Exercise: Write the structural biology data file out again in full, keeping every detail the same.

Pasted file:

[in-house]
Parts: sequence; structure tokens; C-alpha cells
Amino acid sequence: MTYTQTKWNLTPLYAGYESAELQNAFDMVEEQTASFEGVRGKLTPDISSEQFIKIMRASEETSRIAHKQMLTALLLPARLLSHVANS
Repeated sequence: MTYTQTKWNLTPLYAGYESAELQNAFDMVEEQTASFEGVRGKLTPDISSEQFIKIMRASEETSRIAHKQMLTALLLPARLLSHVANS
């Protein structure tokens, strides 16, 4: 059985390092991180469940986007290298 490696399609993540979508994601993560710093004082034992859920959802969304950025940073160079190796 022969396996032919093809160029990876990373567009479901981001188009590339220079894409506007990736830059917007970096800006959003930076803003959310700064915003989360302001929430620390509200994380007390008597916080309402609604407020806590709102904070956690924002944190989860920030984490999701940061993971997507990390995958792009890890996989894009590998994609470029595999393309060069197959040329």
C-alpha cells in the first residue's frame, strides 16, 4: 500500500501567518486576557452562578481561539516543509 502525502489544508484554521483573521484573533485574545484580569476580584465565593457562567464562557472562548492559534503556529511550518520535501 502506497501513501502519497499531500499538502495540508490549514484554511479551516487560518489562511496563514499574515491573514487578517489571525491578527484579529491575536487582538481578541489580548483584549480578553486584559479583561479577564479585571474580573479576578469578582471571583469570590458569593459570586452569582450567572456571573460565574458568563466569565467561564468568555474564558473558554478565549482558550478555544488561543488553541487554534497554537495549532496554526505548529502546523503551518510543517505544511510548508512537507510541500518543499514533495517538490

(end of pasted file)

[in-house]
Parts: sequence; structure tokens; C-alpha cells
Amino acid sequence: MTYTQTKWNLTPLYAGYESAELQNAFDMVEEQTASFEGVRGKLTPDISSEQFIKIMRASEETSRIAHKQMLTALLLPARLLSHVANS
Repeated sequence: MTYTQTKWNLTPLYAGYESAELQNAFDMVEEQTASFEGVRGKLTPDISSEQFIKIMRASEETSRIAHKQMLTALLLPARLLSHVANS
């Protein structure tokens, strides 16, 4: 059985390092991180469940986007290298 490696399609993540979508994601993560710093004082034992859920959802969304950025940073160079190796 022969396996032919093809160029990876990373567009479901981001188009590339220079894409506007990736830059917007970096800006959003930076803003959310700064915003989360302001929430620390509200994380007390008597916080309402609604407020806590709102904070956690924002944190989860920030984490999701940061993971997507990390995958792009890890996989894009590998994609470029595999393309060069197959040329």
C-alpha cells in the first residue's frame, strides 16, 4: 500500500501567518486576557452562578481561539516543509 502525502489544508484554521483573521484573533485574545484580569476580584465565593457562567464562557472562548492559534503556529511550518520535501 502506497501513501502519497499531500499538502495540508490549514484554511479551516487560518489562511496563514499574515491573514487578517489571525491578527484579529491575536487582538481578541489580548483584549480578553486584559479583561479577564479585571474580573479576578469578582471571583469570590458569593459570586452569582450567572456571573460565574458568563466569565467561564468568555474564558473558554478565549482558550478555544488561543488553541487554534497554537495549532496554526505548529502546523503551518510543517505544511510548508512537507510541500518543499514533495517538490